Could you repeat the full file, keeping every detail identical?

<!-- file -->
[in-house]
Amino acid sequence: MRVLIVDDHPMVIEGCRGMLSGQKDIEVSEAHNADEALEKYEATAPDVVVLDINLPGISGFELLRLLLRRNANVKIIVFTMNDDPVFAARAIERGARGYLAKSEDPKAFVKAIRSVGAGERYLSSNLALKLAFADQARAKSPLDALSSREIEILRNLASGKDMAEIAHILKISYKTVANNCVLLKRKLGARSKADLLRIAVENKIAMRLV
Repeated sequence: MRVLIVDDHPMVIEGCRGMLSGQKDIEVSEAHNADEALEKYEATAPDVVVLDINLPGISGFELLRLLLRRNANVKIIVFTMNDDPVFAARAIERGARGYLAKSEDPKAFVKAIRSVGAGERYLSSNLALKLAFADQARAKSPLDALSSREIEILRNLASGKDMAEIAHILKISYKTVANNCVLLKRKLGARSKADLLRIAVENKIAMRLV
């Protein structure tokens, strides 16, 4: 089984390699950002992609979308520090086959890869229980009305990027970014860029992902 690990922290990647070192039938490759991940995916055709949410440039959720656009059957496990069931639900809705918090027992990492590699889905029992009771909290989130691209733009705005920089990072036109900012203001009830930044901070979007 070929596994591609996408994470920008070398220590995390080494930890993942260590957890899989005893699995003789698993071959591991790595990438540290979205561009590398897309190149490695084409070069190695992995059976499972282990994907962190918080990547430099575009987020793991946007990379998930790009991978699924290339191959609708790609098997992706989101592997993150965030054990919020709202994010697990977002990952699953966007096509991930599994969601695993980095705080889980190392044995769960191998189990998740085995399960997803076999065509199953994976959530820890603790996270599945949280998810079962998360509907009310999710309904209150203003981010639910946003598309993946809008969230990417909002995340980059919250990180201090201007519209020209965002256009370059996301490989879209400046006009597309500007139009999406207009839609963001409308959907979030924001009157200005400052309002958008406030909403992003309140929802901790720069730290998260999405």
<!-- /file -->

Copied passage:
[in-house]
Amino acid sequence: MRVLIVDDHPMVIEGCRGMLSGQKDIEVSEAHNADEALEKYEATAPDVVVLDINLPGISGFELLRLLLRRNANVKIIVFTMNDDPVFAARAIERGARGYLAKSEDPKAFVKAIRSVGAGERYLSSNLALKLAFADQARAKSPLDALSSREIEILRNLASGKDMAEIAHILKISYKTVANNCVLLKRKLGARSKADLLRIAVENKIAMRLV
Repeated sequence: MRVLIVDDHPMVIEGCRGMLSGQKDIEVSEAHNADEALEKYEATAPDVVVLDINLPGISGFELLRLLLRRNANVKIIVFTMNDDPVFAARAIERGARGYLAKSEDPKAFVKAIRSVGAGERYLSSNLALKLAFADQARAKSPLDALSSREIEILRNLASGKDMAEIAHILKISYKTVANNCVLLKRKLGARSKADLLRIAVENKIAMRLV
């Protein structure tokens, strides 16, 4: 089984390699950002992609979308520090086959890869229980009305990027970014860029992902 690990922290990647070192039938490759991940995916055709949410440039959720656009059957496990069931639900809705918090027992990492590699889905029992009771909290989130691209733009705005920089990072036109900012203001009830930044901070979007 070929596994591609996408994470920008070398220590995390080494930890993942260590957890899989005893699995003789698993071959591991790595990438540290979205561009590398897309190149490695084409070069190695992995059976499972282990994907962190918080990547430099575009987020793991946007990379998930790009991978699924290339191959609708790609098997992706989101592997993150965030054990919020709202994010697990977002990952699953966007096509991930599994969601695993980095705080889980190392044995769960191998189990998740085995399960997803076999065509199953994976959530820890603790996270599945949280998810079962998360509907009310999710309904209150203003981010639910946003598309993946809008969230990417909002995340980059919250990180201090201007519209020209965002256009370059996301490989879209400046006009597309500007139009999406207009839609963001409308959907979030924001009157200005400052309002958008406030909403992003309140929802901790720069730290998260999405």